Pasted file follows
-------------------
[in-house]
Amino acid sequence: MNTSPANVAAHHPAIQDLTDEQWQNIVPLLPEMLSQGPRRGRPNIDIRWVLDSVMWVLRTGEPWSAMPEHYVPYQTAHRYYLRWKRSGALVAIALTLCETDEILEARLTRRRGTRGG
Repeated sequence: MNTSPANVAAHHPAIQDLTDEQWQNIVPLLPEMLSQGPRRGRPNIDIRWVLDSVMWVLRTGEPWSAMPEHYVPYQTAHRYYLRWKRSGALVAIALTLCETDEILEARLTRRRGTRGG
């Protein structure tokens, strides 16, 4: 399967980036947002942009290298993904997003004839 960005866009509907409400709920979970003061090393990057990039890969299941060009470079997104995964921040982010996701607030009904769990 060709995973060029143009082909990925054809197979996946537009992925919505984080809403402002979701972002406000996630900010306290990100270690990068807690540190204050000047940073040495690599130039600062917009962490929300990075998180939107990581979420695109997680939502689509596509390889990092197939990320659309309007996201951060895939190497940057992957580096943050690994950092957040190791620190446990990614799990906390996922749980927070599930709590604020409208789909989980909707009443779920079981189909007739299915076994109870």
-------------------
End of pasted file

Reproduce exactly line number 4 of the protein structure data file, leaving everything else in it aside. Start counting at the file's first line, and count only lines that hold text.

């Protein structure tokens, strides 16, 4: 399967980036947002942009290298993904997003004839 960005866009509907409400709920979970003061090393990057990039890969299941060009470079997104995964921040982010996701607030009904769990 060709995973060029143009082909990925054809197979996946537009992925919505984080809403402002979701972002406000996630900010306290990100270690990068807690540190204050000047940073040495690599130039600062917009962490929300990075998180939107990581979420695109997680939502689509596509390889990092197939990320659309309007996201951060895939190497940057992957580096943050690994950092957040190791620190446990990614799990906390996922749980927070599930709590604020409208789909989980909707009443779920079981189909007739299915076994109870």